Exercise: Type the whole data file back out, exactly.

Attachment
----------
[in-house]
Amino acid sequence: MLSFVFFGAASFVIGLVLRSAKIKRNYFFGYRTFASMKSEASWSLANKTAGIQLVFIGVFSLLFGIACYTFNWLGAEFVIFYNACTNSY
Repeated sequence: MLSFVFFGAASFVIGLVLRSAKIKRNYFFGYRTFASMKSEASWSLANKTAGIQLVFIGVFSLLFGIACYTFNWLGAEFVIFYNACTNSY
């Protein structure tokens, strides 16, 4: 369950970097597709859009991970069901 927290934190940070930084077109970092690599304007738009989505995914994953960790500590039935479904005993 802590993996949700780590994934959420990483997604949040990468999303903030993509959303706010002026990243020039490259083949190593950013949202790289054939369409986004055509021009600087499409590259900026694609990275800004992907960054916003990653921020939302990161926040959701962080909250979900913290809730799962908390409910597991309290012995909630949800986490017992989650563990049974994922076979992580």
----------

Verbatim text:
[in-house]
Amino acid sequence: MLSFVFFGAASFVIGLVLRSAKIKRNYFFGYRTFASMKSEASWSLANKTAGIQLVFIGVFSLLFGIACYTFNWLGAEFVIFYNACTNSY
Repeated sequence: MLSFVFFGAASFVIGLVLRSAKIKRNYFFGYRTFASMKSEASWSLANKTAGIQLVFIGVFSLLFGIACYTFNWLGAEFVIFYNACTNSY
């Protein structure tokens, strides 16, 4: 369950970097597709859009991970069901 927290934190940070930084077109970092690599304007738009989505995914994953960790500590039935479904005993 802590993996949700780590994934959420990483997604949040990468999303903030993509959303706010002026990243020039490259083949190593950013949202790289054939369409986004055509021009600087499409590259900026694609990275800004992907960054916003990653921020939302990161926040959701962080909250979900913290809730799962908390409910597991309290012995909630949800986490017992989650563990049974994922076979992580």